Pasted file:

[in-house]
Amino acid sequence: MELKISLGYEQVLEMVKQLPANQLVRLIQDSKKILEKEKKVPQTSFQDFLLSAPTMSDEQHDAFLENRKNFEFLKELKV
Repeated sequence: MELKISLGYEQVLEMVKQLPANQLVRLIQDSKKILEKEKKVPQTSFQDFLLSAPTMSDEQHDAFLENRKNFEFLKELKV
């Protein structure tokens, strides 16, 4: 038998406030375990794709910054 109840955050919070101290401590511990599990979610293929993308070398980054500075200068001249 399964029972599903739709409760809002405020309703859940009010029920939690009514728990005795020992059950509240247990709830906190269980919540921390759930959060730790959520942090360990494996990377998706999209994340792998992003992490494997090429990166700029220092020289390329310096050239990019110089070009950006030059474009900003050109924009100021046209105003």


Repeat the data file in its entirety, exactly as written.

[in-house]
Amino acid sequence: MELKISLGYEQVLEMVKQLPANQLVRLIQDSKKILEKEKKVPQTSFQDFLLSAPTMSDEQHDAFLENRKNFEFLKELKV
Repeated sequence: MELKISLGYEQVLEMVKQLPANQLVRLIQDSKKILEKEKKVPQTSFQDFLLSAPTMSDEQHDAFLENRKNFEFLKELKV
């Protein structure tokens, strides 16, 4: 038998406030375990794709910054 109840955050919070101290401590511990599990979610293929993308070398980054500075200068001249 399964029972599903739709409760809002405020309703859940009010029920939690009514728990005795020992059950509240247990709830906190269980919540921390759930959060730790959520942090360990494996990377998706999209994340792998992003992490494997090429990166700029220092020289390329310096050239990019110089070009950006030059474009900003050109924009100021046209105003």